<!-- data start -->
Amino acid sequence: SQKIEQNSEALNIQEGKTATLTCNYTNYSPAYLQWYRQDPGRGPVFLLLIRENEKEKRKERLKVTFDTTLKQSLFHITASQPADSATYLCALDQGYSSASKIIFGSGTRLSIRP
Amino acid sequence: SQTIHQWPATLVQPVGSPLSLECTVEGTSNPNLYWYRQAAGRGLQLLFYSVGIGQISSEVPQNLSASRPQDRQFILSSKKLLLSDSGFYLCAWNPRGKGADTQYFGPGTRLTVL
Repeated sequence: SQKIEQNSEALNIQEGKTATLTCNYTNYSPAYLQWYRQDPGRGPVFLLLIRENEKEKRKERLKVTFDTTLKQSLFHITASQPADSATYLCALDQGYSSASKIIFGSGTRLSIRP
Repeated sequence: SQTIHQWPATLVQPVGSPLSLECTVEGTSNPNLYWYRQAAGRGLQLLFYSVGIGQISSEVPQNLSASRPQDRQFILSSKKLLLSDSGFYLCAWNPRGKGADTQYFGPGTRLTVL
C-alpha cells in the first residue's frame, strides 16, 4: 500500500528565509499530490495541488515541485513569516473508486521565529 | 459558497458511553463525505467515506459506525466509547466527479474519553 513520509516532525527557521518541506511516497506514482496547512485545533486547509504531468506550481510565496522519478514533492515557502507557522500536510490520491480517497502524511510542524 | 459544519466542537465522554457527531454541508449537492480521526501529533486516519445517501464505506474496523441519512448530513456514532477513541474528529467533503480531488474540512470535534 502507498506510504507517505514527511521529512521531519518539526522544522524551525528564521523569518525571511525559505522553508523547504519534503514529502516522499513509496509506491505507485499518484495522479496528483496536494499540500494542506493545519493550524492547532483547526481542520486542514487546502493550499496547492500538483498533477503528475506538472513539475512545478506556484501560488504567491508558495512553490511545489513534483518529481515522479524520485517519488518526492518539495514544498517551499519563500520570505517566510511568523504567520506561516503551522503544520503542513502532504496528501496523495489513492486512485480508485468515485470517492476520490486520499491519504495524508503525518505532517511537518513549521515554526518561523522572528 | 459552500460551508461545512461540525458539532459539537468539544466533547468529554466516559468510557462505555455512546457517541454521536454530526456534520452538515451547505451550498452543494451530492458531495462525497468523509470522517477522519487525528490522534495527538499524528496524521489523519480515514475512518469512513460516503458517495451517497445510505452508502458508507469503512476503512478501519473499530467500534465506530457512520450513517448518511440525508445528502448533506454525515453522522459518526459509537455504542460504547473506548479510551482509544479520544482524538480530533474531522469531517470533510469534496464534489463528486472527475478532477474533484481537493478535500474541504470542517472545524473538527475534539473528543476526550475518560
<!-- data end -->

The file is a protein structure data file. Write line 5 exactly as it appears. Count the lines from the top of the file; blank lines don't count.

C-alpha cells in the first residue's frame, strides 16, 4: 500500500528565509499530490495541488515541485513569516473508486521565529 | 459558497458511553463525505467515506459506525466509547466527479474519553 513520509516532525527557521518541506511516497506514482496547512485545533486547509504531468506550481510565496522519478514533492515557502507557522500536510490520491480517497502524511510542524 | 459544519466542537465522554457527531454541508449537492480521526501529533486516519445517501464505506474496523441519512448530513456514532477513541474528529467533503480531488474540512470535534 502507498506510504507517505514527511521529512521531519518539526522544522524551525528564521523569518525571511525559505522553508523547504519534503514529502516522499513509496509506491505507485499518484495522479496528483496536494499540500494542506493545519493550524492547532483547526481542520486542514487546502493550499496547492500538483498533477503528475506538472513539475512545478506556484501560488504567491508558495512553490511545489513534483518529481515522479524520485517519488518526492518539495514544498517551499519563500520570505517566510511568523504567520506561516503551522503544520503542513502532504496528501496523495489513492486512485480508485468515485470517492476520490486520499491519504495524508503525518505532517511537518513549521515554526518561523522572528 | 459552500460551508461545512461540525458539532459539537468539544466533547468529554466516559468510557462505555455512546457517541454521536454530526456534520452538515451547505451550498452543494451530492458531495462525497468523509470522517477522519487525528490522534495527538499524528496524521489523519480515514475512518469512513460516503458517495451517497445510505452508502458508507469503512476503512478501519473499530467500534465506530457512520450513517448518511440525508445528502448533506454525515453522522459518526459509537455504542460504547473506548479510551482509544479520544482524538480530533474531522469531517470533510469534496464534489463528486472527475478532477474533484481537493478535500474541504470542517472545524473538527475534539473528543476526550475518560